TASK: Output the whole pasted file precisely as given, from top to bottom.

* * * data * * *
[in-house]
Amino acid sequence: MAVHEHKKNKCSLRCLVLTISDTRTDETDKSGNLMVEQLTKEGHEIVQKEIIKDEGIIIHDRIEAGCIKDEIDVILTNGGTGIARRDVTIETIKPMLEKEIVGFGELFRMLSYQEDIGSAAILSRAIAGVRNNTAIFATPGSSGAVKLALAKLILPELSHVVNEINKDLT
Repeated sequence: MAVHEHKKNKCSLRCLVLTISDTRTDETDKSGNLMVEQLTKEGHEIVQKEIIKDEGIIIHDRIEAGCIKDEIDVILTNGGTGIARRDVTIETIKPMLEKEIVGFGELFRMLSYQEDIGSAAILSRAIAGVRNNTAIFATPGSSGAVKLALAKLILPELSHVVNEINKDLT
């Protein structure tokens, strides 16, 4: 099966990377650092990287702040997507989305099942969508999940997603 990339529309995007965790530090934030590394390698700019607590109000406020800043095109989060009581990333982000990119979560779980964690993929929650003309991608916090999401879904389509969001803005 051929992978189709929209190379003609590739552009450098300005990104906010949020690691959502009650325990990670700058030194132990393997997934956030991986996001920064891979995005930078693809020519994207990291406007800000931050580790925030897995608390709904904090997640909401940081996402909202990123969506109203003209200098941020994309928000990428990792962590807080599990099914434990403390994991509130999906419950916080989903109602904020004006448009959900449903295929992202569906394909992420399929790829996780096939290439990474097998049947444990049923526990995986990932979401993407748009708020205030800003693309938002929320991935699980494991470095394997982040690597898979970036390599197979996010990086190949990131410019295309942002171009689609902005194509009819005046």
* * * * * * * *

[in-house]
Amino acid sequence: MAVHEHKKNKCSLRCLVLTISDTRTDETDKSGNLMVEQLTKEGHEIVQKEIIKDEGIIIHDRIEAGCIKDEIDVILTNGGTGIARRDVTIETIKPMLEKEIVGFGELFRMLSYQEDIGSAAILSRAIAGVRNNTAIFATPGSSGAVKLALAKLILPELSHVVNEINKDLT
Repeated sequence: MAVHEHKKNKCSLRCLVLTISDTRTDETDKSGNLMVEQLTKEGHEIVQKEIIKDEGIIIHDRIEAGCIKDEIDVILTNGGTGIARRDVTIETIKPMLEKEIVGFGELFRMLSYQEDIGSAAILSRAIAGVRNNTAIFATPGSSGAVKLALAKLILPELSHVVNEINKDLT
């Protein structure tokens, strides 16, 4: 099966990377650092990287702040997507989305099942969508999940997603 990339529309995007965790530090934030590394390698700019607590109000406020800043095109989060009581990333982000990119979560779980964690993929929650003309991608916090999401879904389509969001803005 051929992978189709929209190379003609590739552009450098300005990104906010949020690691959502009650325990990670700058030194132990393997997934956030991986996001920064891979995005930078693809020519994207990291406007800000931050580790925030897995608390709904904090997640909401940081996402909202990123969506109203003209200098941020994309928000990428990792962590807080599990099914434990403390994991509130999906419950916080989903109602904020004006448009959900449903295929992202569906394909992420399929790829996780096939290439990474097998049947444990049923526990995986990932979401993407748009708020205030800003693309938002929320991935699980494991470095394997982040690597898979970036390599197979996010990086190949990131410019295309942002171009689609902005194509009819005046």